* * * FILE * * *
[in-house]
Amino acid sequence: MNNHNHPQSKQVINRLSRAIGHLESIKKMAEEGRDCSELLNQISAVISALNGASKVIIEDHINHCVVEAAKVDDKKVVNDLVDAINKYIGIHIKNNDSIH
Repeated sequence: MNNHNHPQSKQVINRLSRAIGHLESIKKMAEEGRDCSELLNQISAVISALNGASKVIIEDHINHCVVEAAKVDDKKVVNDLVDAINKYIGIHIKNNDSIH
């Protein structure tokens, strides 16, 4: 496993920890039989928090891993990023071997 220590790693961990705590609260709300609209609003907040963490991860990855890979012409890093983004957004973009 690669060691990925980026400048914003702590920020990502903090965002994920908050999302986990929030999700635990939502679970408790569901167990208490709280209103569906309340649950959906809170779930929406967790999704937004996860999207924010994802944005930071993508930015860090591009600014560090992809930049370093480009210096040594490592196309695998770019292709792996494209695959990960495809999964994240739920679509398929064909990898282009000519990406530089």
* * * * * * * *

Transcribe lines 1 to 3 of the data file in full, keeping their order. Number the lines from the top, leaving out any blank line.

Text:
[in-house]
Amino acid sequence: MNNHNHPQSKQVINRLSRAIGHLESIKKMAEEGRDCSELLNQISAVISALNGASKVIIEDHINHCVVEAAKVDDKKVVNDLVDAINKYIGIHIKNNDSIH
Repeated sequence: MNNHNHPQSKQVINRLSRAIGHLESIKKMAEEGRDCSELLNQISAVISALNGASKVIIEDHINHCVVEAAKVDDKKVVNDLVDAINKYIGIHIKNNDSIH